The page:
"They're just shoes," my husband said with fear in his eyes as I sat sobbing on the couch, tears streaming down my cheeks with the injustice of it all. "You don't get it," I told him. He didn't argue. He didn't get it. No one got it. Not even the employee at Ross who stared with concern as my eyes welled up with tears when none of their women's flip-flops fit my feet. "Our shipment comes in next Monday," she said slowly. I shoved my feet into my lone pair of sneakers and sniffled my way out of the store with a "thanks anyway." You see, after my pregnancy with Wylie, my shoes don't fit again. My feet are still a little fatter than normal, but they're also a little longer. Just the tiniest bit. Every store I went to, I ran into the same problem: the size eights no longer fit, my heel sticking just so off the back or they were too narrow. I spent the morning of the 4th of July running from store to store, hiking my way through the mall in hopes no one would see me and in hopes I wouldn't have an emotional breakdown. Eventually, I found a pair of women's 8 1/2 flip-flops at PacSun that saved me. My hands were all but trembling as I placed them on the counter. "These will be a little uncomfortable at first," explained the cashier, "but they're Rainbow and that means once you wear them in they'll be comfortable forever." I bit my lip, nodded and hurried my way out of the store. A whole half-size bigger. I had a baby and all I have to show for it is an increased shoe size.
They're just shoes. They're just pants. They're just shirts. They're just things but they're things that are amiss solely because I was pregnant with Wylie and now she's not here anymore. I walk a weird line with trying to figure out how to balance all of it, these little reminders of loss and change and also my acknowledgement that I am forever changed regardless of whether or not my old shoes still fit. Her room is still locked up and unchanged, filled with baby gear and clothes in the closet that I'm not ready to look at again, let alone do something with. Whenever I feel that I'm making progress towards a normal life -- like the Orange Theory exercise classes I've masochistically signed up for -- I feel like I also take a giant leap backwards. Because maybe they are just shoes. But somehow they also aren't.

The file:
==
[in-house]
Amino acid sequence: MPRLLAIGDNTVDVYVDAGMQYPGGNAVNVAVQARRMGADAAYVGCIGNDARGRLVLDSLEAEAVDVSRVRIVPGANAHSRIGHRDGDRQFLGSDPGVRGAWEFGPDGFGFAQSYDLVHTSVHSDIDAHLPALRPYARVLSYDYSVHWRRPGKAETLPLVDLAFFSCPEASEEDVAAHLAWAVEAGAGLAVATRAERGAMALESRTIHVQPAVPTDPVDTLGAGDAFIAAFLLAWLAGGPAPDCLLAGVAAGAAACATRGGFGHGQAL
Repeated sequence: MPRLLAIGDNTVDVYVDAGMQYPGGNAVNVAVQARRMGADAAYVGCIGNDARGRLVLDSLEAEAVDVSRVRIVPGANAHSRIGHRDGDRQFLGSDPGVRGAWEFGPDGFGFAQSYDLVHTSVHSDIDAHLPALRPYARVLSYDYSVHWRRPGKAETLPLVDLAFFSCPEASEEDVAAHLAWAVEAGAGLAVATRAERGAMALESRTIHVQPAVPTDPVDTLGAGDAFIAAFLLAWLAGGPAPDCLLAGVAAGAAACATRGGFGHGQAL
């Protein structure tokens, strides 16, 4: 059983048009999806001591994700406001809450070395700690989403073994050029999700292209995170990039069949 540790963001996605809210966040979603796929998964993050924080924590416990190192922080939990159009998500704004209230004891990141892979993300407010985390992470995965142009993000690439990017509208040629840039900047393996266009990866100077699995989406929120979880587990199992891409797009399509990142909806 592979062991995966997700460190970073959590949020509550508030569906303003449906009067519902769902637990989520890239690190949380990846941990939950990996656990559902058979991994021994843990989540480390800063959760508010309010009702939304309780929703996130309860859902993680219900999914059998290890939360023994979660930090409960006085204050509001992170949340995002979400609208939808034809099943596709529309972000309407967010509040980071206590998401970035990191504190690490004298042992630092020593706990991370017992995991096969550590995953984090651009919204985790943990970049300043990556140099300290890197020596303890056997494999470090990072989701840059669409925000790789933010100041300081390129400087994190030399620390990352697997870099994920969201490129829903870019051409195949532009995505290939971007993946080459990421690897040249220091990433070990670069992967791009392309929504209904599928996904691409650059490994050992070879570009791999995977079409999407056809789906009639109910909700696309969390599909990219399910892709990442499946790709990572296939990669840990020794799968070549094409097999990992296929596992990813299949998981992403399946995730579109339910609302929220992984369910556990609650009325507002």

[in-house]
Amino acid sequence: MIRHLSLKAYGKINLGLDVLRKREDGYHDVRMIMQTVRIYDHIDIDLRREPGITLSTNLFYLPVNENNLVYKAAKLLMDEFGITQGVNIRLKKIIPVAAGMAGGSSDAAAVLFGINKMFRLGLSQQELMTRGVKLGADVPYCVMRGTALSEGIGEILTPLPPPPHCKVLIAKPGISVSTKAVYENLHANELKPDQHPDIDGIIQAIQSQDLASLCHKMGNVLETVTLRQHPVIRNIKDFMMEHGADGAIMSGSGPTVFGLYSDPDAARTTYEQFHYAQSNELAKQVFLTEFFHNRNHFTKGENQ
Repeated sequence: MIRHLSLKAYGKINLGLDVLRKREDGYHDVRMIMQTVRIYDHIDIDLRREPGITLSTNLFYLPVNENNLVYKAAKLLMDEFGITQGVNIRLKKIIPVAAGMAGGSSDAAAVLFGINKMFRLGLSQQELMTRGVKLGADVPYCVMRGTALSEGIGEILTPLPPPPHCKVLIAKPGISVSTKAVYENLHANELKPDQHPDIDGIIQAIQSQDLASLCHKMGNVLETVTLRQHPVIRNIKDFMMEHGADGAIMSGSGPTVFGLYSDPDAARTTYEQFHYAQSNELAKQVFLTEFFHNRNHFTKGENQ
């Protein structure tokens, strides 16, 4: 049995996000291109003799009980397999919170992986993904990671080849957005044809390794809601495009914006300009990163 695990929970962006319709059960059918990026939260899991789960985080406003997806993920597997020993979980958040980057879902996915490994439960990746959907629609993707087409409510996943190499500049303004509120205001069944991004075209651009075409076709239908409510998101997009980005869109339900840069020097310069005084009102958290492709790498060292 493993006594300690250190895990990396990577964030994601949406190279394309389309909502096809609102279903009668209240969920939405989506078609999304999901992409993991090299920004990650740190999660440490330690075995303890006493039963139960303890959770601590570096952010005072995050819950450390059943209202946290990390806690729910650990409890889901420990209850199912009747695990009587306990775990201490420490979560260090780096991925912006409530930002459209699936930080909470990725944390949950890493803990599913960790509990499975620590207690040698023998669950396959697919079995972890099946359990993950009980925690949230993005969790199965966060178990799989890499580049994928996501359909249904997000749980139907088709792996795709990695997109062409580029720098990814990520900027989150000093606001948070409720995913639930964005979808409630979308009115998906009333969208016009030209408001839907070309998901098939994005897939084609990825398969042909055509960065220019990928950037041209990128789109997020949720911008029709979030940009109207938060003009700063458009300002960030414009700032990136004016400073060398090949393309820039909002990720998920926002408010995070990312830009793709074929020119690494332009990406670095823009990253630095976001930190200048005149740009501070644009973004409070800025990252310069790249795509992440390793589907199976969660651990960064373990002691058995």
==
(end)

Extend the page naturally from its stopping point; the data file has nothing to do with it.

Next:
We closed out yesterday with our city's annual display of fireworks. It was Ethan's first year staying awake long enough to see the fireworks and it took a lot of energy on my part to get him to stay awake that long. He was terrified at first and then as we slowly backed away from the outskirts of the park to a nearby lot, he declared that he had loved them. "This is a great show," he exclaimed, smiling up towards the sky. I never liked the 4th of July. I don't like the noise and the chaos and the fireworks. "This is just magical," Ethan said, and that was all I needed to appreciate it a little more. To savor every moment of standing outside in the sticky South Florida summer heat with my family, watching the fireworks up in the sky, my new shoes on my feet and Wylie inside all of us. We are all different now, but we are better for having loved her.